Stop Stalling

First Reading: Acts 18:23-28

After staying in Antioch some time,
Paul left and traveled in orderly sequence
through the Galatian country and Phrygia,
bringing strength to all the disciples.

A Jew named Apollos, a native of Alexandria,
an eloquent speaker, arrived in Ephesus.
He was an authority on the Scriptures.
He had been instructed in the Way of the Lord and,
with ardent spirit, spoke and taught accurately about Jesus,
although he knew only the baptism of John.
He began to speak boldly in the synagogue;
but when Priscilla and Aquila heard him,
they took him aside
and explained to him the Way of God more accurately.
And when he wanted to cross to Achaia,
the brothers encouraged him
and wrote to the disciples there to welcome him.
After his arrival he gave great assistance
to those who had come to believe through grace.
He vigorously refuted the Jews in public,
establishing from the Scriptures that the Christ is Jesus.

Responsorial Psalm: Psalm 47:2-3, 8-9, 10

R. (8a) God is king of all the earth.
All you peoples, clap your hands;
shout to God with cries of gladness.
For the LORD, the Most High, the awesome,
is the great king over all the earth.
R. God is king of all the earth.
For king of all the earth is God;
sing hymns of praise.
God reigns over the nations,
God sits upon his holy throne.
R. God is king of all the earth.
The princes of the peoples are gathered together
with the people of the God of Abraham.
For God’s are the guardians of the earth;
he is supreme.
R. God is king of all the earth.

Gospel: John 16:23B-28

Jesus said to his disciples:
“Amen, amen, I say to you,
whatever you ask the Father in my name he will give you.
Until now you have not asked anything in my name;
ask and you will receive, so that your joy may be complete.

“I have told you this in figures of speech.
The hour is coming when I will no longer speak to you in figures
but I will tell you clearly about the Father.
On that day you will ask in my name,
and I do not tell you that I will ask the Father for you.
For the Father himself loves you, because you have loved me
and have come to believe that I came from God.
I came from the Father and have come into the world.
Now I am leaving the world and going back to the Father.”


may 7

I don’t like making decisions. But I do like control. This seems a little contradictory, until I tell you about the seven months I spent vacillating over which running shoes to get, all in an effort to control the level of perfection of said shoes. The perfect fit, the perfect sale for our budget, the ones that will make me run like the wind, and—of course—how cool they look. Never mind that I if I’d just replaced my old running shoes in a practical way to begin with, I could’ve spent the past seven months actually running.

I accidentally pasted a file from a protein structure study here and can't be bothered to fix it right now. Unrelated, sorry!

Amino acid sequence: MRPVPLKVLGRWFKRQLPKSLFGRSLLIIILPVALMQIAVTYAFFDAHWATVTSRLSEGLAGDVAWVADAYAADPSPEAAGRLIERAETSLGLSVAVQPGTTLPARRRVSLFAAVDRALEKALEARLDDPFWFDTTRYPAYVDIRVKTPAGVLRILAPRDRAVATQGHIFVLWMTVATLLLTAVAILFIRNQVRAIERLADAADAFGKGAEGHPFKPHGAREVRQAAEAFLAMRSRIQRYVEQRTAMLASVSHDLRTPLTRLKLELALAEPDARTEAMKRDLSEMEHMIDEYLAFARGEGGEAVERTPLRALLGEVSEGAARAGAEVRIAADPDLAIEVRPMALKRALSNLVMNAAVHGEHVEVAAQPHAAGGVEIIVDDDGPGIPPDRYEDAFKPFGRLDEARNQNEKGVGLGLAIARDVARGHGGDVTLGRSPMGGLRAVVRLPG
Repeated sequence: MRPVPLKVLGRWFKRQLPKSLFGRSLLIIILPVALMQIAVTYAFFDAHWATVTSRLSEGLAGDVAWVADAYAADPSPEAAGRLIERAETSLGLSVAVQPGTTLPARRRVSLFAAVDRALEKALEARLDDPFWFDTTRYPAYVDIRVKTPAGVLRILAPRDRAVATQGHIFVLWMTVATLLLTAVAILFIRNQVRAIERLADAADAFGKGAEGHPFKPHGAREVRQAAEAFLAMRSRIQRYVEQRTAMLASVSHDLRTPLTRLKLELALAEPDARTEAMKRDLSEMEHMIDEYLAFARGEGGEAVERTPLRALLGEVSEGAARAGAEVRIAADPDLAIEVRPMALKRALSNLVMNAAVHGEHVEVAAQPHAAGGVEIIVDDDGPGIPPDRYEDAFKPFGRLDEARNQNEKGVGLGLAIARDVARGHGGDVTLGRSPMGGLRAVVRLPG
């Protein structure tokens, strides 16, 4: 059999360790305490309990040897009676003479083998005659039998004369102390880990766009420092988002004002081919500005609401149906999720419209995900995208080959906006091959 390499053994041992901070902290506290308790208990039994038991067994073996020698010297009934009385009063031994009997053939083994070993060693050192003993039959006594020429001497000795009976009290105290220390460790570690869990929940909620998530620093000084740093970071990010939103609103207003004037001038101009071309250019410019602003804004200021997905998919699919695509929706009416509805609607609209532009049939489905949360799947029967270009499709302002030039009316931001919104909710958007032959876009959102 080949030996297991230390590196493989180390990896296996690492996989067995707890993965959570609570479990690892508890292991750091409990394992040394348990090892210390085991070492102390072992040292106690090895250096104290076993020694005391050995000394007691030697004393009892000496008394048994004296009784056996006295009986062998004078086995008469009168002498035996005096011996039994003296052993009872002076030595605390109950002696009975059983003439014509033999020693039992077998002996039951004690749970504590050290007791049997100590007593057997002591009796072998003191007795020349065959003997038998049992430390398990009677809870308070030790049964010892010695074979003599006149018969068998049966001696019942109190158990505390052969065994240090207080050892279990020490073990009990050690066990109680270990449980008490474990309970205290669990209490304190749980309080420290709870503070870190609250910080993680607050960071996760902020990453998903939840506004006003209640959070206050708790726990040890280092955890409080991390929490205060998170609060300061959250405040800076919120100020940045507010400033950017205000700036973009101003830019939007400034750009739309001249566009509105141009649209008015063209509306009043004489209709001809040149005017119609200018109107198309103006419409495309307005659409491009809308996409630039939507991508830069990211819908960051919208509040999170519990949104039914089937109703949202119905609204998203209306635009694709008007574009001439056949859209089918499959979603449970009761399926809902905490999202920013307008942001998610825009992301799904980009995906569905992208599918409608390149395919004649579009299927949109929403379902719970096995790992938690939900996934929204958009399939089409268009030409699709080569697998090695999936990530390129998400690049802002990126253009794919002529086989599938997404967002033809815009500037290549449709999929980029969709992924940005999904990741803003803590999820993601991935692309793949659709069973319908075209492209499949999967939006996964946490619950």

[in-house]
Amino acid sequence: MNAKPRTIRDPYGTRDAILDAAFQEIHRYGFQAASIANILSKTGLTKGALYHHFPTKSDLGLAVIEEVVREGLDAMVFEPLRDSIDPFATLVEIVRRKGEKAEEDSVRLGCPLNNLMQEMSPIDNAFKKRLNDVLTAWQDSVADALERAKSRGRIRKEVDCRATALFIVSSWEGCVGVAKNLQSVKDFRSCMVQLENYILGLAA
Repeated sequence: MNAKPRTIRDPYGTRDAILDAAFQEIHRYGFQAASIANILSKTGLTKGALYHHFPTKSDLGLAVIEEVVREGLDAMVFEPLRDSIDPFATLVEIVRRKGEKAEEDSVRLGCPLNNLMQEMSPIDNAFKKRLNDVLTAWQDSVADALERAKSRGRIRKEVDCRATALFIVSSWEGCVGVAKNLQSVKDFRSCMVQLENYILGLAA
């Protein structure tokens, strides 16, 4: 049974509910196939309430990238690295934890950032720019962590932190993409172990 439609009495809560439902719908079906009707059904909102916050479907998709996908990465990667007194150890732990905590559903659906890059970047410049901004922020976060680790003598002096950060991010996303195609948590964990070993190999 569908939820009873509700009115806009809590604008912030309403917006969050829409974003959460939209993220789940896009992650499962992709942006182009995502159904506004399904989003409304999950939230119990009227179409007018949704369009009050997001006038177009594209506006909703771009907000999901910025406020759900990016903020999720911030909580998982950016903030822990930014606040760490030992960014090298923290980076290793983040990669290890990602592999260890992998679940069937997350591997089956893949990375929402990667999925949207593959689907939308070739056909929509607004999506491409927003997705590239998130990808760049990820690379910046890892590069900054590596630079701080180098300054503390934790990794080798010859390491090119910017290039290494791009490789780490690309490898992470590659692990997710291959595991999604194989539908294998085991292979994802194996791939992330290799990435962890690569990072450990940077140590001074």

I read a blog post by Jennifer Fulwiler a few years ago with similar sentiments, and it’s stuck with me ever since. (Though clearly I need to get better at the application!) In it, Jen shared what she learned from the story of Saint Francis. While she would agonize over decisions, Saint Francis simply took action. When God told him to rebuild the church, he immediately started collecting stones to rebuild the crumbling church around him. God had something slightly different in mind, though; Francis hadn’t correctly discerned the small detail that God wanted him to rebuild the whole Church throughout the world, with all its misguided and broken people.

But you know what? It didn’t matter. God merely took Francis’s actions and zeal and redirected them. Looking around at the thousands of Franciscans in the world today, the fact that Francis didn’t make every decision perfectly before acting clearly didn’t hinder God’s plan one iota. He just needed Francis “all in;” God knew He could do the rest.

Apollo’s actions in the First Reading remind me a lot of Saint Francis. He didn’t have all the right information. But he had the zeal. That’s all God needed. When Apollo skewed some of the details, God simply sent people into Apollo’s life to redirect him. Because of this, Apollo went even further and preached even greater truths to the world than he ever could have hemming and hawing in his room.

If you agonize over the details like me (and Jen), it can be hard to let go. But we can remember that as long as we’re earnestly seeking God’s will and truth, He’ll effortlessly redirect us or fine tune our path along the way. He has all the sufficient grace ready and waiting to make it happen–He just needs us to cooperate and take that first step.

What has God been asking you to do, sister? Step out in faith with me today.

photo credit

Megan Hjelmstad is a wife, mom, writer and sometimes soldier whose real passion is equal parts faith and chocolate. You can find out more about her here.

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